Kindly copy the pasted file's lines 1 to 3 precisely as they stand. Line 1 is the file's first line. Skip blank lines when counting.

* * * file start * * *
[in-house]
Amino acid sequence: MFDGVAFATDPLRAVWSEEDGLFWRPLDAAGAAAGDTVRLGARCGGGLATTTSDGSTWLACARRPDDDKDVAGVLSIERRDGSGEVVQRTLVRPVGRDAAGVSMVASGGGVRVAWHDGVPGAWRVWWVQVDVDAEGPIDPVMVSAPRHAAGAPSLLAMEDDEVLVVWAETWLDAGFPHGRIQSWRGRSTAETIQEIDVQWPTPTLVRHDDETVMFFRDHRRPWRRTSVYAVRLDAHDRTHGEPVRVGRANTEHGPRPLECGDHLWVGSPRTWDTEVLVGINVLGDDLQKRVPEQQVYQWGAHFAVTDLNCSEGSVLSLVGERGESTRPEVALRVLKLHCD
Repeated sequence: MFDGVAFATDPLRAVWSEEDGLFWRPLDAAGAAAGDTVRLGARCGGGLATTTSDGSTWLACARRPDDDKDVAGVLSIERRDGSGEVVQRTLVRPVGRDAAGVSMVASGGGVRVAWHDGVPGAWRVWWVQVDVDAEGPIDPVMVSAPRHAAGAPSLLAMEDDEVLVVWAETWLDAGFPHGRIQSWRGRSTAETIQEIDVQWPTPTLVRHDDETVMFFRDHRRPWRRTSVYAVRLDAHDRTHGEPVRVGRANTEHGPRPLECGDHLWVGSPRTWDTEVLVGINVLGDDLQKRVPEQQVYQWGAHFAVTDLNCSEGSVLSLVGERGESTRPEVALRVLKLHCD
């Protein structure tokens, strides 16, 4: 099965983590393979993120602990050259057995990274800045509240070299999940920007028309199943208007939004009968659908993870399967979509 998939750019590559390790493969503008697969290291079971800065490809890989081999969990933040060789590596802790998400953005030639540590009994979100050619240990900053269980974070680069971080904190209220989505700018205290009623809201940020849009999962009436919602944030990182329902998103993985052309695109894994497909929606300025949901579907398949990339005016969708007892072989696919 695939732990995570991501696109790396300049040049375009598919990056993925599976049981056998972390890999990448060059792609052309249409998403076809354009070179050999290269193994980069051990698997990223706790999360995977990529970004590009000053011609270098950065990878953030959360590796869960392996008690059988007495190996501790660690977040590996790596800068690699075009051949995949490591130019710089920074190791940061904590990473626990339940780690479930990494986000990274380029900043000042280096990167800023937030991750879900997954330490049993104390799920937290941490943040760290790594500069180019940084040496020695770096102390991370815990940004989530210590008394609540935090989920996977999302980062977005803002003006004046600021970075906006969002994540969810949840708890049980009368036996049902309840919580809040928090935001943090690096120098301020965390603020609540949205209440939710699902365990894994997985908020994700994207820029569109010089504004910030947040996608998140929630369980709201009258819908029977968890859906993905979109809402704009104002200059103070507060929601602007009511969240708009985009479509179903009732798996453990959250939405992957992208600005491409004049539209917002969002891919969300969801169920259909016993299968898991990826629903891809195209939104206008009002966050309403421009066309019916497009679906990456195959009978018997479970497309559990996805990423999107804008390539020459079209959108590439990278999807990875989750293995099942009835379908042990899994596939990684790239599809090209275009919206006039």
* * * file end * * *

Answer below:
[in-house]
Amino acid sequence: MFDGVAFATDPLRAVWSEEDGLFWRPLDAAGAAAGDTVRLGARCGGGLATTTSDGSTWLACARRPDDDKDVAGVLSIERRDGSGEVVQRTLVRPVGRDAAGVSMVASGGGVRVAWHDGVPGAWRVWWVQVDVDAEGPIDPVMVSAPRHAAGAPSLLAMEDDEVLVVWAETWLDAGFPHGRIQSWRGRSTAETIQEIDVQWPTPTLVRHDDETVMFFRDHRRPWRRTSVYAVRLDAHDRTHGEPVRVGRANTEHGPRPLECGDHLWVGSPRTWDTEVLVGINVLGDDLQKRVPEQQVYQWGAHFAVTDLNCSEGSVLSLVGERGESTRPEVALRVLKLHCD
Repeated sequence: MFDGVAFATDPLRAVWSEEDGLFWRPLDAAGAAAGDTVRLGARCGGGLATTTSDGSTWLACARRPDDDKDVAGVLSIERRDGSGEVVQRTLVRPVGRDAAGVSMVASGGGVRVAWHDGVPGAWRVWWVQVDVDAEGPIDPVMVSAPRHAAGAPSLLAMEDDEVLVVWAETWLDAGFPHGRIQSWRGRSTAETIQEIDVQWPTPTLVRHDDETVMFFRDHRRPWRRTSVYAVRLDAHDRTHGEPVRVGRANTEHGPRPLECGDHLWVGSPRTWDTEVLVGINVLGDDLQKRVPEQQVYQWGAHFAVTDLNCSEGSVLSLVGERGESTRPEVALRVLKLHCD